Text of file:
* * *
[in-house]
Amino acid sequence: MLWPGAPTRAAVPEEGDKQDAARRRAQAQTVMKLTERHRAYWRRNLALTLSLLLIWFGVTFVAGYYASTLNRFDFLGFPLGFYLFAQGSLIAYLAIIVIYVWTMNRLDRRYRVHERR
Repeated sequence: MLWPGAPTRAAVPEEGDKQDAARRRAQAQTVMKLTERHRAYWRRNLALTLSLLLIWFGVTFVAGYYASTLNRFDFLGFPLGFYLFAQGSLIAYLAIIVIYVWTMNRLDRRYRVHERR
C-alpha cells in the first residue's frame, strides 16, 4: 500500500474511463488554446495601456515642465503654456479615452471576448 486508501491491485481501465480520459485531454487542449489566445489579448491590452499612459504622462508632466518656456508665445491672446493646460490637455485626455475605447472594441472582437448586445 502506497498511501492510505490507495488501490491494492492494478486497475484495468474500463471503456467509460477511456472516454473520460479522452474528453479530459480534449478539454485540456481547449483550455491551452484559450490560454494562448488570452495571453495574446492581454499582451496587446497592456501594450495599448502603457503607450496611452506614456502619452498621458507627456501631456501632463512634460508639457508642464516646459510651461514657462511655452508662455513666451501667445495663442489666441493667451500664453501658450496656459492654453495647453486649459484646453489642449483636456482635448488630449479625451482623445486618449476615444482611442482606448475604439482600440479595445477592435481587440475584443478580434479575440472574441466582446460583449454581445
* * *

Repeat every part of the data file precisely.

[in-house]
Amino acid sequence: MLWPGAPTRAAVPEEGDKQDAARRRAQAQTVMKLTERHRAYWRRNLALTLSLLLIWFGVTFVAGYYASTLNRFDFLGFPLGFYLFAQGSLIAYLAIIVIYVWTMNRLDRRYRVHERR
Repeated sequence: MLWPGAPTRAAVPEEGDKQDAARRRAQAQTVMKLTERHRAYWRRNLALTLSLLLIWFGVTFVAGYYASTLNRFDFLGFPLGFYLFAQGSLIAYLAIIVIYVWTMNRLDRRYRVHERR
C-alpha cells in the first residue's frame, strides 16, 4: 500500500474511463488554446495601456515642465503654456479615452471576448 486508501491491485481501465480520459485531454487542449489566445489579448491590452499612459504622462508632466518656456508665445491672446493646460490637455485626455475605447472594441472582437448586445 502506497498511501492510505490507495488501490491494492492494478486497475484495468474500463471503456467509460477511456472516454473520460479522452474528453479530459480534449478539454485540456481547449483550455491551452484559450490560454494562448488570452495571453495574446492581454499582451496587446497592456501594450495599448502603457503607450496611452506614456502619452498621458507627456501631456501632463512634460508639457508642464516646459510651461514657462511655452508662455513666451501667445495663442489666441493667451500664453501658450496656459492654453495647453486649459484646453489642449483636456482635448488630449479625451482623445486618449476615444482611442482606448475604439482600440479595445477592435481587440475584443478580434479575440472574441466582446460583449454581445